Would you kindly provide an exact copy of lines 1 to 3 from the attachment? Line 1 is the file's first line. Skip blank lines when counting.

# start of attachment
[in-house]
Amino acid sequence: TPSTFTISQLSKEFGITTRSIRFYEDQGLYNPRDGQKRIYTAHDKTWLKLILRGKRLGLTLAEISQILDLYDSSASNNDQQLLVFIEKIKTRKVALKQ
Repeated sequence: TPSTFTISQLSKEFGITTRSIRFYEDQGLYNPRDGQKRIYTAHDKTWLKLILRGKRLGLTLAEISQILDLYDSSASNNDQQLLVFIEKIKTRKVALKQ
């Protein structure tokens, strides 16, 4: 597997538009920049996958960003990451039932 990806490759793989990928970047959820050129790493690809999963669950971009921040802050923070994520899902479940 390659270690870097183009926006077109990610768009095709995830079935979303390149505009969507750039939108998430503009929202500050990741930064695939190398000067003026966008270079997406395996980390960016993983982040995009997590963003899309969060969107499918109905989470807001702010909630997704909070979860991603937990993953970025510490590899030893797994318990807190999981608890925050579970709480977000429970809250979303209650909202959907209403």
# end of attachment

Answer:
[in-house]
Amino acid sequence: TPSTFTISQLSKEFGITTRSIRFYEDQGLYNPRDGQKRIYTAHDKTWLKLILRGKRLGLTLAEISQILDLYDSSASNNDQQLLVFIEKIKTRKVALKQ
Repeated sequence: TPSTFTISQLSKEFGITTRSIRFYEDQGLYNPRDGQKRIYTAHDKTWLKLILRGKRLGLTLAEISQILDLYDSSASNNDQQLLVFIEKIKTRKVALKQ